Finished by 1959, Alton estates in Roehampton was built by the architects of the London County Council (LCC) Architects Department, becoming one of the largest council estates in Europe. (Fig.1) The program offers one of the most committed attempts to incorporate the ideals of the Housing Manual into an actual project, while taking into consideration the immediate urban setting and demands of the buildings. The development can be further separated into two, distinctly different areas, both chronologically and ideologically, Alton East and Alton West.

Alton East was finished by 1955, under the supervision of Robert Matthew. (Fig.2) It consists of a varied type of housing from new square point blocks together with narrow-frontage maisonettes and a new range of cottage types, accommodating a varied demography of tenants with different social needs. The use of eleven-storey point blocks (a form already existing in British architecture) would acknowledge both the requirements of a high-density area and the urge to preserve as much of the existing natural environment as possible. Simultaneously, with the introduction of four-storey maisonettes and smaller cottages, it would blend the differences of urban and suburban living, allowing private gardens and extended natural environment to survive in a high-density area.

Alton East aesthetically would largely follow the examples of pre-war Swedish housing programs. (Fig.3) With the use of traditional materials used in the construction of maisonettes and cottages, like the brick facing, together with the use of bright colours and the gently pitched roofs, the project would achieve a sense of unity. Furthermore, it introduced a sense of humanism of the „new empiricism” of Swedish models into mixed-development programs, emphasising its main focus on the needs of the tenants themselves. Swedish housing would have been further appealing due to the connection of the Welfare State and Modernist architecture In Sweden, with public housing seen as the most direct articulation of the former’s political ideologies. Simultaneously, as Nikolaus Pevsner would observe, through the informal arrangement of the buildings and the thoughtful incorporation of natural landscape, Alton East would follow the English traditions of the 18th century picturesque achieving a unity of „urban and Arcadian”.

Finished by 1959, under the supervision of Leslie Martin, Alton West would take a different direction in its understanding of mixed-development schemes. (Fig.4) With the introduction of eleven-storey slab blocks, standing on pilotis on a gentle slope, finished with large chimney pipes as the only visually altering aspects of the otherwise cellular block, the architects were clearly evoking the Unité d’Habitation of Le Courbusier. (Fig.5) This clean-cut, regulated allure to high-modernism in architecture would be apparent in their treatment and arrangement of the other housing-types too. In contrast to Alton East, the roofs would be here all flat,  blocks being apparently purely from concrete, arranged in regulated axiality, with high and low blocks relating to each other in scale. Even though the scheme maintained its synchrony with the natural landscape and its primal objectives in accordance with a mixed-development project, the rigid arrangement of the planning would create a sense of architects prioritising intellectual coherence  over the picturesque „humanism” of Alton East.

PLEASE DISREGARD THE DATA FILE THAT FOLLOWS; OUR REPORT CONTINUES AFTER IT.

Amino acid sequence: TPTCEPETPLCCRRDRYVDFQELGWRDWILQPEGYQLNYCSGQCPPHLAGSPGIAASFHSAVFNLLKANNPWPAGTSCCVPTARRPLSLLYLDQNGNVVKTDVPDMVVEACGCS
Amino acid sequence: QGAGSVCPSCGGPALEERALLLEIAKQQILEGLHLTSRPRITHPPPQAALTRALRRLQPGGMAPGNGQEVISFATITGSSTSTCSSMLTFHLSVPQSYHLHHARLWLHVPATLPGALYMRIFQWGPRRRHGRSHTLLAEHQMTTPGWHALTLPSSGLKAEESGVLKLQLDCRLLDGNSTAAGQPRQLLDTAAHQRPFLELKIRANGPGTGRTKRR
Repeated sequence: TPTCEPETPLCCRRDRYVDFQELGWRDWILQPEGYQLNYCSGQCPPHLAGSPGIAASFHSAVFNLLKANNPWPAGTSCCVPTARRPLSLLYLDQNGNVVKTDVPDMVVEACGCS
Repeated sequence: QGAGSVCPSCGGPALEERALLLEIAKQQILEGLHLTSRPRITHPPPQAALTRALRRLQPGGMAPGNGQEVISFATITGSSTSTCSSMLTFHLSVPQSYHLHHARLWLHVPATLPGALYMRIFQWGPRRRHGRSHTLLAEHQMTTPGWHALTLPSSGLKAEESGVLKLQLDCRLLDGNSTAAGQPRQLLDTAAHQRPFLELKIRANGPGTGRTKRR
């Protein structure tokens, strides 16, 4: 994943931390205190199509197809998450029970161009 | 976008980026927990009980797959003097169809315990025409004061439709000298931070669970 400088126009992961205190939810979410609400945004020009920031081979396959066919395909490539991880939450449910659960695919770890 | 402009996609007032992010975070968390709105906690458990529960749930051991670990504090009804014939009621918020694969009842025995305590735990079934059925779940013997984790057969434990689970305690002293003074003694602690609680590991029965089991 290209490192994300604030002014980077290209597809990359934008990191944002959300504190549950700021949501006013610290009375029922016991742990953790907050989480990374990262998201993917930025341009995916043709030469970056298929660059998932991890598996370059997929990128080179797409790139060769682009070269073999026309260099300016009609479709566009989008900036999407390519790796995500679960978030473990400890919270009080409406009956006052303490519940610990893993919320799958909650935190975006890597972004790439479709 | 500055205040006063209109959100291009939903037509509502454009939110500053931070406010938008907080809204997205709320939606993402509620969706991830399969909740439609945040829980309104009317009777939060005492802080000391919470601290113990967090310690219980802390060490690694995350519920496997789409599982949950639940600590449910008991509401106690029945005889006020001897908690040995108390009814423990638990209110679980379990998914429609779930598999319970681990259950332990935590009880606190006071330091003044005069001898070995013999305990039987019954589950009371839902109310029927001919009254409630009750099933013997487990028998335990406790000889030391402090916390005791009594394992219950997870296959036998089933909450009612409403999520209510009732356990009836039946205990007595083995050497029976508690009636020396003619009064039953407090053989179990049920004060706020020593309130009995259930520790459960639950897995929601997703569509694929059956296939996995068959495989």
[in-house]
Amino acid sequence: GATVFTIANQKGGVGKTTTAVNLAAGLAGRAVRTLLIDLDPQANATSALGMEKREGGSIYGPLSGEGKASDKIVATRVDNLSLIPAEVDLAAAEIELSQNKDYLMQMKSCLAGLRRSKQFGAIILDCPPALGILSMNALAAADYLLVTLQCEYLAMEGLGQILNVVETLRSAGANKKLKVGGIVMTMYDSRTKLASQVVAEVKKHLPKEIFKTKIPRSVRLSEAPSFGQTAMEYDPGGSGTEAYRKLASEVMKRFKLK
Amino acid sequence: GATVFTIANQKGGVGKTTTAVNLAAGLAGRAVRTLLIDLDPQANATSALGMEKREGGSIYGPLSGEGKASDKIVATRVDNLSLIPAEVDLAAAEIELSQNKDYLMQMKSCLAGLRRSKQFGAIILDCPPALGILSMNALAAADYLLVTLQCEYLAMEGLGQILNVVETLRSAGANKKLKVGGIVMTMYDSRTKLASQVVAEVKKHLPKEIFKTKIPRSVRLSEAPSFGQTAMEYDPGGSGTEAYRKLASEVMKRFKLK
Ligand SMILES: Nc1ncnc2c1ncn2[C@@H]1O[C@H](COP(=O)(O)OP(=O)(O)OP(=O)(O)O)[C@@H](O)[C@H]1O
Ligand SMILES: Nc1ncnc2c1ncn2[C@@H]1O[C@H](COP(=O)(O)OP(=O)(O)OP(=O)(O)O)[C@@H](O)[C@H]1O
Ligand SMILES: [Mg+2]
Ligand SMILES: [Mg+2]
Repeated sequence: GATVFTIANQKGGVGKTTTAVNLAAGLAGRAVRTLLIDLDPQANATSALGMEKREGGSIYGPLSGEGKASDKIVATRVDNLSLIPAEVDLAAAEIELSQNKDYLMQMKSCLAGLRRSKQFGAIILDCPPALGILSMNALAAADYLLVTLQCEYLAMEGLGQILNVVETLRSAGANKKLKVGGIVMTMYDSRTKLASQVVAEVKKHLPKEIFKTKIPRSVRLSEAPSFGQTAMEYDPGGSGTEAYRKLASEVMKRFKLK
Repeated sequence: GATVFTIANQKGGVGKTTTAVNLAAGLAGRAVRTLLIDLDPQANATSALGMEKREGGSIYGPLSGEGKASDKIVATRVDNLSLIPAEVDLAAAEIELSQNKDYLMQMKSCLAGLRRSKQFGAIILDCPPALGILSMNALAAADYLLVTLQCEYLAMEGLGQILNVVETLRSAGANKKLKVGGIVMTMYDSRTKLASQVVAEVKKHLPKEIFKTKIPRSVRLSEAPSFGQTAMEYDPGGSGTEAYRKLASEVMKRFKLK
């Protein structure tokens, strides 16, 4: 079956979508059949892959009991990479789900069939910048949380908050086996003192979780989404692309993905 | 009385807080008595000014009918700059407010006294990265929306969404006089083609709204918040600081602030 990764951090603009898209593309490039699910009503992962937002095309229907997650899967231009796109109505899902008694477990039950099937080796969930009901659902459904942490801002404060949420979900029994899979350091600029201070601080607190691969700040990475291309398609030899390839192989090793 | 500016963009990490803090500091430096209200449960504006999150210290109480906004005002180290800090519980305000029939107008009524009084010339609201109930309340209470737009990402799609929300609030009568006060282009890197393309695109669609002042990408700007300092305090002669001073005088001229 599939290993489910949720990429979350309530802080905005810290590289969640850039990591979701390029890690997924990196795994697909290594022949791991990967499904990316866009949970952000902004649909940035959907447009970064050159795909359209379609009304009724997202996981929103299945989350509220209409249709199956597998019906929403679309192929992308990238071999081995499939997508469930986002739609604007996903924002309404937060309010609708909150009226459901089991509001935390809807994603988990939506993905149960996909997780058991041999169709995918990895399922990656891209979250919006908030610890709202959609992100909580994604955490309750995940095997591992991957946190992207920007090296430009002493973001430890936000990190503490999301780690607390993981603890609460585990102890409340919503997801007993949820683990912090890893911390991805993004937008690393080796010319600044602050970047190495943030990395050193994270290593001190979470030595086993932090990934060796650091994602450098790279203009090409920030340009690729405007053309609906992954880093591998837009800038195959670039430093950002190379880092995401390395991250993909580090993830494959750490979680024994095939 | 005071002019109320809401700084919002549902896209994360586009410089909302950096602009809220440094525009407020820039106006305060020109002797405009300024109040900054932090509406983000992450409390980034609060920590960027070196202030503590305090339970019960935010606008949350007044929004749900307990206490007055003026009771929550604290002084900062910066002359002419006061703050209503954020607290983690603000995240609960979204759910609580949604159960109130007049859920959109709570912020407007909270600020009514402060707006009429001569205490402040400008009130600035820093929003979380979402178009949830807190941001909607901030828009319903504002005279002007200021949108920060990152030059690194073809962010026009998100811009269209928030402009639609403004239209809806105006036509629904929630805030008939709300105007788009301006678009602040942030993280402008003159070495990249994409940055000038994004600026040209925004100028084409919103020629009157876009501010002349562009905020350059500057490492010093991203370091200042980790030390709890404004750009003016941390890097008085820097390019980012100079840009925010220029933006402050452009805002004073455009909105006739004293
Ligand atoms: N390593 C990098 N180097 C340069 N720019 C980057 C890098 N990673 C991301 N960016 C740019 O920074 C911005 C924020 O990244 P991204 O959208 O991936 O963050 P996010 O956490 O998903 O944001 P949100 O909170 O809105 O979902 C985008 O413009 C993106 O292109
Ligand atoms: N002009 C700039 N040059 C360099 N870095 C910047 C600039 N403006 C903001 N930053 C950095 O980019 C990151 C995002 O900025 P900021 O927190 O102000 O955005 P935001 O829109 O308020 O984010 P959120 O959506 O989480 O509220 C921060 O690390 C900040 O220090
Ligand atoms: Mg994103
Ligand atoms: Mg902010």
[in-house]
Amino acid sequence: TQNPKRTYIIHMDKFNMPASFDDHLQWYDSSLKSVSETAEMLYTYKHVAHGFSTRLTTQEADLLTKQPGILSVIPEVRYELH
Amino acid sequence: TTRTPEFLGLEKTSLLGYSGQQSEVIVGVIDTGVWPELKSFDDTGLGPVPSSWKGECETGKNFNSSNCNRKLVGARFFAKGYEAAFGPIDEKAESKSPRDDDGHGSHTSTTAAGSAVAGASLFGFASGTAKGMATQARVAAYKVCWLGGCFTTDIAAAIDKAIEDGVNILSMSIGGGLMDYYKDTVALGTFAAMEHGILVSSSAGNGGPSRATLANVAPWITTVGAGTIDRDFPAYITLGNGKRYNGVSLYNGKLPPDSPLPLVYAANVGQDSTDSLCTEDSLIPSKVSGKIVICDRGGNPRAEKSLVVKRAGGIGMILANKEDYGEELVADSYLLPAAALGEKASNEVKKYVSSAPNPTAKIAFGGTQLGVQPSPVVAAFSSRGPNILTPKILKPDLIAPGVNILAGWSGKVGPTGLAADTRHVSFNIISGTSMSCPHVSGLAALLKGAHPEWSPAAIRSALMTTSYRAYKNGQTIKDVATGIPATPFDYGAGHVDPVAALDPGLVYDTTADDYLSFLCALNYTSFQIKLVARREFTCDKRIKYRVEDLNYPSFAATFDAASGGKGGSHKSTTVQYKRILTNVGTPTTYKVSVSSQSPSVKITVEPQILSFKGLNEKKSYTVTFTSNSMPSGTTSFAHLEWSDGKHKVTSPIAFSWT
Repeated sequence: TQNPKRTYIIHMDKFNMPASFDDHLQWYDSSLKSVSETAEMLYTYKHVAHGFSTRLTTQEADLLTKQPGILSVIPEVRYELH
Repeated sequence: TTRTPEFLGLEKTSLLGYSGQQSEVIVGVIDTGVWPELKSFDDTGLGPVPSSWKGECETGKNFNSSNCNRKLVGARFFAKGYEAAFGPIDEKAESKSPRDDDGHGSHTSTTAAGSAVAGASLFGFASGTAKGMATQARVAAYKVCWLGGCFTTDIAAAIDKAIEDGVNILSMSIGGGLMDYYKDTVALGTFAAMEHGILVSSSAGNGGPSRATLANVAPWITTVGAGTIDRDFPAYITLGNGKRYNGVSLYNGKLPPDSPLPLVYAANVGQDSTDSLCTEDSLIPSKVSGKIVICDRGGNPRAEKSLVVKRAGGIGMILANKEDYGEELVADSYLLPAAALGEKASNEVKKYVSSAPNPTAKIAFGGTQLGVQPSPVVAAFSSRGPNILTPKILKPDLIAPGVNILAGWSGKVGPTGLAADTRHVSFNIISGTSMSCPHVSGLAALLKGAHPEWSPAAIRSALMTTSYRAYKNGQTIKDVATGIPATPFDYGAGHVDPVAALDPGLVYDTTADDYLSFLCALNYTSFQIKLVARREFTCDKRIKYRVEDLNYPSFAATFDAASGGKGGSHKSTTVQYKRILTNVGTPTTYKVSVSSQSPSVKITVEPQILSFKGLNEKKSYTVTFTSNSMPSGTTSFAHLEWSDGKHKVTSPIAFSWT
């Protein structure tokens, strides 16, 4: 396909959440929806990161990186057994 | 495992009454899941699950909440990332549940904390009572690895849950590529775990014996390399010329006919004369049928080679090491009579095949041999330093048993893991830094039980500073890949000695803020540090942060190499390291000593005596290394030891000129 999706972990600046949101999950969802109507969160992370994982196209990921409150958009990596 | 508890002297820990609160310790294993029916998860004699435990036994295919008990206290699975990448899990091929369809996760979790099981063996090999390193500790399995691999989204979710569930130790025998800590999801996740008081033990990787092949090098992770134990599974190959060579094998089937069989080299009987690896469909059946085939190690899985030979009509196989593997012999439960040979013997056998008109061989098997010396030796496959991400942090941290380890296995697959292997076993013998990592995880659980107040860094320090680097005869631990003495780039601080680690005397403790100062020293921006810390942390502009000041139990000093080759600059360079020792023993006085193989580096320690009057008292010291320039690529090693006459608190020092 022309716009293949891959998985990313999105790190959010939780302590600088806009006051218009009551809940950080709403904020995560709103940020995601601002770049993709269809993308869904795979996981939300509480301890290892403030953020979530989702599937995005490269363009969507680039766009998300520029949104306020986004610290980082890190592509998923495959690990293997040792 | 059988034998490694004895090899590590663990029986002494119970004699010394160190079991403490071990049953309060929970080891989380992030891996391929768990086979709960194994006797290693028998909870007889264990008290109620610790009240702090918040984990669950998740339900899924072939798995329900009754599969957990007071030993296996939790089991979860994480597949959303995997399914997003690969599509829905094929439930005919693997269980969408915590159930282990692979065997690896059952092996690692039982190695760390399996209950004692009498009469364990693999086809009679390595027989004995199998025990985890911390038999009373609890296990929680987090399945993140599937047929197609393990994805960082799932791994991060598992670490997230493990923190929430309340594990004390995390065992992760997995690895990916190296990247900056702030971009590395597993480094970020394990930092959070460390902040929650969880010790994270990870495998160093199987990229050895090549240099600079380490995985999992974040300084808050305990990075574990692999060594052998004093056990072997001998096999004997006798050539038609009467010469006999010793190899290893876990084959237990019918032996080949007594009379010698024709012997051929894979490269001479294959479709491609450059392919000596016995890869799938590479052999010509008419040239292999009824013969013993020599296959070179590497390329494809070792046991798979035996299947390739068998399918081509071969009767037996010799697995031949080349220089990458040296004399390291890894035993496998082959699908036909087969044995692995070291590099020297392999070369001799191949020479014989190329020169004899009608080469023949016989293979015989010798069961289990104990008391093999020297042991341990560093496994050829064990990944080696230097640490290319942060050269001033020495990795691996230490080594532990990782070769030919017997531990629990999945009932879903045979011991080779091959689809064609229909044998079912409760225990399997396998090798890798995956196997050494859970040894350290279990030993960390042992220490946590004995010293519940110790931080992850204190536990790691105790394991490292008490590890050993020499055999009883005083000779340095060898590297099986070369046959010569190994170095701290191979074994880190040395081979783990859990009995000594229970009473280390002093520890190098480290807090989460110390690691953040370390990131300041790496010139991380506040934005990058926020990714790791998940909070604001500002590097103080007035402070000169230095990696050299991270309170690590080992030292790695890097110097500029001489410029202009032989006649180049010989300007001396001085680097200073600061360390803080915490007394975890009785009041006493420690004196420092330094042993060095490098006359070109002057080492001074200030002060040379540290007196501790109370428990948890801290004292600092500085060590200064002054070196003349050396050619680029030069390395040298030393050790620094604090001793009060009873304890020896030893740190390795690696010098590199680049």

Alton estates symbolised the arrival of a new age, providing modern architecture as the aesthetic framework for new standards introduced for working-class housing. The use of mixed development and increased focus on demographical aspects of design all reflected the general policy of the government. LCC created a self-contained living environment, which, together with the building of schools, shops and a library, and the inclusion of modern art on site ,showed how the architects treated the estates as an integrated, comprehensive space, together with the wider environment. This would stand as an example for later council developments. Nevertheless, it had to face criticism for this very intellectual complexity and comprehensiveness would overshadow the social aspects gravely, with communal spaces being insufficient, and often rather alienating, as well as a monotony of a self-contained bubble. The project could further show a relative failure of the modern movement, with its paternalizing concepts of designing housing for working-class tenants.